These symptoms are known to worsen at night. Many diabetics already show signs of neuropathy that a doctor can take note of, but patients themselves don’t feel them.
If left untreated, diabetic peripheral neuropathy can lead to muscle weakness and loss of reflexes, especially at the ankle, eventually causing changes in the way a person walks. Foot deformities, such as hammertoes (a deformity that causes the toe to bend or curl downward instead of pointing forward) and the collapse of the midfoot, may occur too.
Should pressure or an injury remain unnoticed, this can prompt blisters and sores to appear on numb areas of the foot. If there is an infection that’s not treated immediately, it can spread to the bone and may require the foot to be amputated. Fortunately, many amputations are preventable if minor problems are examined and treated immediately.
This is not necessarily something one has to live with. There are many methods people have used to send this disease into remission, sometimes permanently, or at least try to decrease the symptoms, and not move on to a worse state.
This is a progressive disease, and you want to STOP it!, NOT, put up with it!
Other Risk Factors of Diabetic Peripheral Neuropathy
Peripheral neuropathy can also be triggered by factors apart from diabetes, namely:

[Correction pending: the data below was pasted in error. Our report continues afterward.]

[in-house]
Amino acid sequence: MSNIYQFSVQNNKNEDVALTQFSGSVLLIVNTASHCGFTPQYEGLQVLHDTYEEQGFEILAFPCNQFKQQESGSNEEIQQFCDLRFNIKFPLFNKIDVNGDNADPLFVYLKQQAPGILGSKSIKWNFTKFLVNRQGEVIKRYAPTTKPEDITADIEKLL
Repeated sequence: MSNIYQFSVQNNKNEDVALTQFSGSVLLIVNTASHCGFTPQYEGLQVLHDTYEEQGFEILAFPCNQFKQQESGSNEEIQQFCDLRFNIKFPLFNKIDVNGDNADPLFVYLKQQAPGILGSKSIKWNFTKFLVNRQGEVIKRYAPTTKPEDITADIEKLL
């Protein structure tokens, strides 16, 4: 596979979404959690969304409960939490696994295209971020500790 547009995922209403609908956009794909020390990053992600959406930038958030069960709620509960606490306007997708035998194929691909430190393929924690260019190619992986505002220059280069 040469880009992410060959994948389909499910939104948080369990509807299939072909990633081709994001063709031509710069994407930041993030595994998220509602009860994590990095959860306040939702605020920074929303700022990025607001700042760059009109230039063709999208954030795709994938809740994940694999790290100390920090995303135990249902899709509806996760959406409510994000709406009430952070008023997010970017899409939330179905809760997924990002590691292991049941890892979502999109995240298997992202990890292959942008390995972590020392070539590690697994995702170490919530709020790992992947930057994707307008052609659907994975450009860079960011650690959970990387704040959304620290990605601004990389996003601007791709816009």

- Shingles (post herpetic neuralgia)
Never get the shingles shot, if you think you have this condition
- Vitamin deficiency, particularly of vitamin B9 (folate) and B12
Do not start taking either of these supplements without a good provider telling you the other supplements that MUST be taken with them, so as to cause no more harm.
- Alcohol intake
- Autoimmune diseases such as lupus, rheumatoid arthritis or Guillain-Barre syndrome
If this disease is not handled correctly you will develop one of these conditions also.
- AIDS, whether from the disease or its treatment, or from syphilis or kidney failure
- Inherited diseases such as amyloid polyneuropathy or Charcot-Marie-Tooth disease
- Exposure to toxins, such as heavy metals, gold compounds, lead, arsenic, mercury and organophosphate pesticides
If you work with metals, you have a greater chance to develop this condition. Stay away from heavy metal work, if you are already a diabetic, and also fertilizer.
- Cancer therapy drugs like vincristine (Oncovin and Vincasar) and antibiotics including metronidazole (Flagyl) and isoniazid
Remember these medicatios, and have your healthcare provider order something else.
- Diseases such as neurofibromatosis, Fabry disease, Tangier diseases, hereditary sensory autonomic neuropathy and hereditary amyloidosis (albeit rare)
- Statins — neuropathy caused by this group of medications is rising at an alarming rate. Yet, sometimes some of the symptoms are masked.
Do everything you can to get off of a statin drug, especially if you are already a diabetic.
Diabetic peripheral neuropathy is a major health concern. If you experience any of the symptoms mentioned here, consult a good healthcare provider immediately. If someone you know exhibits these signs, but is unaware that they are symptoms of diabetic peripheral neuropathy, talk to them about having their condition checked.
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You can make a big impact in improving their health and may even help save their lives by being aware of this disorder.
Health and Wellness Associates